Racial Prejudice & the General Assembly

By Jim Lyon, General Director of Church of God Ministries (Anderson, IN)
One of the inescapable wins of this Convention and Assembly was the oft-noticed diversity of leadership in our tribe. Both by gender and color, the Church of God is a stand-alone in American Christianity, for the way it emphasizes unity and offers opportunity and respect to all “washed in the blood,” without prejudice. The line-up of speakers, the officers and leadership of the Assembly, the complexion of the Ministries Council and our Standing Committees, and so much more, were on display at this Convention in ways that could not help but impress.
Sadly, this beautiful portrait was not appreciated by all present. More than one heartbroken member of the General Assembly approached me at its close to express dismay that they were seated in proximity to some who, while voting the Assembly’s Ballot, said, out loud, “Don’t vote for that one—we have enough blacks up front….” Some even heard the “N” word in play.
No one redeemed by the blood and set apart by the Spirit should allow such thoughts to be resident in their hearts or allow others to voice it in our midst. It is sin. Many are they who long for “the good old days,” but some days in the past were framed by the sin of racial prejudice, dividing even the body of Christ; those days were not good. They were evil. Corrupted. Those days must be vanquished, their memory abhorred and their future banished. The Spirit appoints who He will to serve; as we open our hearts to Him we necessarily affirm all that are made in the image of God. “God shows no favoritism. In every nation He accepts those who fear Him and do what is right” (Acts 10:34–35).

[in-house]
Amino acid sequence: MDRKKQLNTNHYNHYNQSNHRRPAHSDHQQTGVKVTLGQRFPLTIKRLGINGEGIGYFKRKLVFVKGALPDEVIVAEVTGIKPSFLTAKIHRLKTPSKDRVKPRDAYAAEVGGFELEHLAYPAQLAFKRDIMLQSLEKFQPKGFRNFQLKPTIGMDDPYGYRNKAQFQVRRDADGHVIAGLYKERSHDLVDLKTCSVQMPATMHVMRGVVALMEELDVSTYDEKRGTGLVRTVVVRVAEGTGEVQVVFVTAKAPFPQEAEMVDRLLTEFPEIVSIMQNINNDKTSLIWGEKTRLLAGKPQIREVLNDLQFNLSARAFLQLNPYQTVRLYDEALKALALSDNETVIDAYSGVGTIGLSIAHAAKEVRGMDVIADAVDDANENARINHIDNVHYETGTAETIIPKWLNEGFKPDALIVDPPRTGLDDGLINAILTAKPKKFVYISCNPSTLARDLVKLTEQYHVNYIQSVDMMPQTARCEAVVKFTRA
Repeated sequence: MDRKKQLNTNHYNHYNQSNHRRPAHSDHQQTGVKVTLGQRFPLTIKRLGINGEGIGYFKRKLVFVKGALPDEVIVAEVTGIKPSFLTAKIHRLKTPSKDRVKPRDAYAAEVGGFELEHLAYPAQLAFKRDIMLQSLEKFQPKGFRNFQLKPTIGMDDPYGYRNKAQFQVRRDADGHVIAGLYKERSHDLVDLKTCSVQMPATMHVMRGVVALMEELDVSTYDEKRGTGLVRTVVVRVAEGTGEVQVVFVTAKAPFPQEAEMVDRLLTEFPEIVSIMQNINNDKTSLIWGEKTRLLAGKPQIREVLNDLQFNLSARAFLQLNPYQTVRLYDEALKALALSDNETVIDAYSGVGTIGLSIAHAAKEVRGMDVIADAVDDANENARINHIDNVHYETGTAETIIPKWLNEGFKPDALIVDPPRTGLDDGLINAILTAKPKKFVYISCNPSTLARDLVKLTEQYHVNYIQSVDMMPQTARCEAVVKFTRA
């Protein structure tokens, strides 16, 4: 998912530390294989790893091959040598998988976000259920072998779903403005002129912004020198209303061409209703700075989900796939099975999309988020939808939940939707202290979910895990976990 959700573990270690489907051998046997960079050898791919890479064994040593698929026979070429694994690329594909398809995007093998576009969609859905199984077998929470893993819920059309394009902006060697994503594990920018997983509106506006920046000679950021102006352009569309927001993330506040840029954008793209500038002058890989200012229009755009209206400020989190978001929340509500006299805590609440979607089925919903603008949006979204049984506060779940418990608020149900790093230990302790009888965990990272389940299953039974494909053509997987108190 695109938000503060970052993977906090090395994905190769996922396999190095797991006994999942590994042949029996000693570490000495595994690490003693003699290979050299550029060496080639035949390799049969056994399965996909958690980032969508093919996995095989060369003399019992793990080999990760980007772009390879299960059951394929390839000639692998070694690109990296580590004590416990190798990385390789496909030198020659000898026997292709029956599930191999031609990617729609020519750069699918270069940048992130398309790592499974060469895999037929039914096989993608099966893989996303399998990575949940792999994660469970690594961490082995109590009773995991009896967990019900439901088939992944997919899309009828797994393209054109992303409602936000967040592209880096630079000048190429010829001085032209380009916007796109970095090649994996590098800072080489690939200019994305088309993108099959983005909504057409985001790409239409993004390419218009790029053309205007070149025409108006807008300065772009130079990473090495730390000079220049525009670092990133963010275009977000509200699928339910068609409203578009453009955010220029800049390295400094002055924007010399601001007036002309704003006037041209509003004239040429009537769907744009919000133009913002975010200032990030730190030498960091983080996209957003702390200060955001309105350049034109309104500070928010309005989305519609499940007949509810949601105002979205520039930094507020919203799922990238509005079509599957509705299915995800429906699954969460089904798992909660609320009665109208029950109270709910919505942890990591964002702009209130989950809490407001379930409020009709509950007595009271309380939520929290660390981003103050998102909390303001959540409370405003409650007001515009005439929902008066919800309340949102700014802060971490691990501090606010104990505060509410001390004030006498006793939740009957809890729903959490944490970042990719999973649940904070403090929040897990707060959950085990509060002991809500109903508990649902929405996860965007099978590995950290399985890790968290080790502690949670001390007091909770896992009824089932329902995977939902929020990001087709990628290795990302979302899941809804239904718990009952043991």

One of the most positive developments in the life of the Church of God has been the way we have moved from the past into the present as a people, celebrating the diverse cultures and backgrounds of our brothers and sisters (yes, our literal brothers and sisters in Christ, with one heavenly Father) while, at the same time, respecting and embracing the wisdom, mind of Christ, and anointing of each—without regard to color or culture.
But, as this sad episode brings home, the darkness still haunts some quarters; we are not altogether out of the woods, yet. If you’re worried about holiness in the church, worry about this. Every local pastor, every regional pastor, every agency president, every member of this church family must speak clearly, loudly, unmistakably on this front to these ends: let never such rubbish be heard in our Assembly again. Let it not find room in our hearts. May we humbly bow before our Lord, seeking His forgiveness for our blindness, and repent. May we be absolutely committed to the unity of the body, focused on hearts, not judging by color, class, or any other outward form.
For full text see, https://www.jesusisthesubject.org/racial-prejudice-and-the-general-assembly/